Close button
The Guardian
Email YouTube Facebook Instagram Twitter WhatsApp

WARIF treks 3km to campaign against sexual violence, women trafficking


The ‘No Tolerance March’ at the Lekki-Ikoyi bridge on Saturday

Abia governor’s wife worries over spate of incidents despite existing laws

As part of activities to mark this year’s 16 days of activism against gender-based violence, a Non-Governmental Organisation (NGO), Women at Risk International Foundation (WARIF), in collaboration with the United States Consulate General Lagos, on Saturday embarked on a 3km walk along the Lekki-Ikoyi link bridge tagged: ‘No Tolerance March’ to create awareness against sexual violence and trafficking of women in Nigeria.

The 16 Days of Activism Against Gender-Based Violence is an international campaign to end violence against women and girls, which runs annually from November 25 to December 10. Dr. Kemi Dasilva-Ibru, the Director, WARIF, said much still needs to be done to address the high prevalence of rape in the country. WARIF seeks to create awareness against sexual violence against women by implementing impactful initiatives under its pillars.

The welcome address was delivered by the United States Consul General to Lagos, Ms. Claire Pierangelo, who applauded WARIF for their efforts and encouraged everyone to keep creating awareness for rape and sexual violence.


The campaigners trekked past the Admiralty Way, Lekki, through the bridge to Ikoyi and back to Admiralty way to create awareness against rape. According to Dasilva-Ibru, though laws enacted on the issues had been well established, they, however, required implementation. “Bills have been passed but are not effective enough to educate our girls and boys and protect the vulnerable. We all need to know that we have roles to play and when we see acts of violence against women, we need to step in and speak out.

“We had boys from our educational initiative, the WARIF Boys Conversation Café, who joined in the march. They are our ambassadors and are always encouraged to be protectors and not perpetrators. It is a collective responsibility of government and the entire community,” she said, adding that quality medical infrastructure was needed in hospitals with a high level of law enforcement, where victimized women could make reports and feel safe. Among the celebrities who participated in the walk were Nollywood actress, Dakore Egbusan-Akande and music artiste cum photographer, T.Y Bello.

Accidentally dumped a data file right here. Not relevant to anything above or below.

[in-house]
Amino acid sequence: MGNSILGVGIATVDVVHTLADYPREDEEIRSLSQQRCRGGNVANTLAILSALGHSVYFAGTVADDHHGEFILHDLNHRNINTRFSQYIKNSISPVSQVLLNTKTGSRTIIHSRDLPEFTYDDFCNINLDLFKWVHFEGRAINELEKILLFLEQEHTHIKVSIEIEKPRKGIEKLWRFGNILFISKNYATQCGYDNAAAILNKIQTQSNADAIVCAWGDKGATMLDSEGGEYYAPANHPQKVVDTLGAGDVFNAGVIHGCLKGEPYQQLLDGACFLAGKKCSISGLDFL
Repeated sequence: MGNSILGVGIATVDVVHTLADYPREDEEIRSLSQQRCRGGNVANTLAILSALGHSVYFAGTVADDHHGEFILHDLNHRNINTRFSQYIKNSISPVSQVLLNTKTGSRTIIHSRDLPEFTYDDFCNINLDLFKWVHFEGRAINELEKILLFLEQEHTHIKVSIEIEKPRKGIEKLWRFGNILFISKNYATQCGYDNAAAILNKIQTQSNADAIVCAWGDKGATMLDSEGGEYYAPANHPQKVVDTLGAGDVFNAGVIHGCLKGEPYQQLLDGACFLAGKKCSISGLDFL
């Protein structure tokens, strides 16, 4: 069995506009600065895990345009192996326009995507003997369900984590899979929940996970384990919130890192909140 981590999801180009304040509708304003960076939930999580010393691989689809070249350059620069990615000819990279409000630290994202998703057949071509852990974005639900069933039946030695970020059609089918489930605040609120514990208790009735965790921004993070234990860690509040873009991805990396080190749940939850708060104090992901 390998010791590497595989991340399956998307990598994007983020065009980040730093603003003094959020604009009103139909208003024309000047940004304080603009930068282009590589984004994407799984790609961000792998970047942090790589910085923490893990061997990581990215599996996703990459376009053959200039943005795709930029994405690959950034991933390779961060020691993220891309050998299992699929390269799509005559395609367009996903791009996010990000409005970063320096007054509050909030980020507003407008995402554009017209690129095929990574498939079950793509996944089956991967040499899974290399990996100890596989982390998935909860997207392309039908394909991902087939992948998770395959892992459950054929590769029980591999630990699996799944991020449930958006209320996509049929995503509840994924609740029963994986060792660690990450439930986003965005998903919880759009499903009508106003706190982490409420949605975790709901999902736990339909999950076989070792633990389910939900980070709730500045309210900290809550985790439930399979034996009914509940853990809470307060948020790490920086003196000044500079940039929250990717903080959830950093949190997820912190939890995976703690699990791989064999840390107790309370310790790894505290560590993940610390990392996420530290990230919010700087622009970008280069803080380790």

Meanwhile, wife of Abia State governor, Nkechi Ikpeazu, has expressed worry that 15 million adolescent girls have experienced forced sex worldwide at some point in their life despite that 154 countries have extant laws against sexual harassment and many women and girls from all walks of life still face sexual harassment every day.

Speaking on the 16 days of activism against Gender-Based Violence (GBV), she said only one per cent of these 15 million have reached out for professional help. She stated that due to rejection, blame and stigmatization, victims are less likely to report their sexual abuses.

According to the governor’s wife and founder of Vicar Hope Foundation, “violence against women and girls include rape, domestic violence, sexual harassment, female genital mutilation, dowry-related abuse, marriage by abduction, forced marriage, and child marriage.”While urging for more action to be taken beyond the chants to check the development, she said there was the need to revise our laws, domesticate where necessary and strengthen its enforcement.


Receive News Alerts on Whatsapp: +2348136370421

No comments yet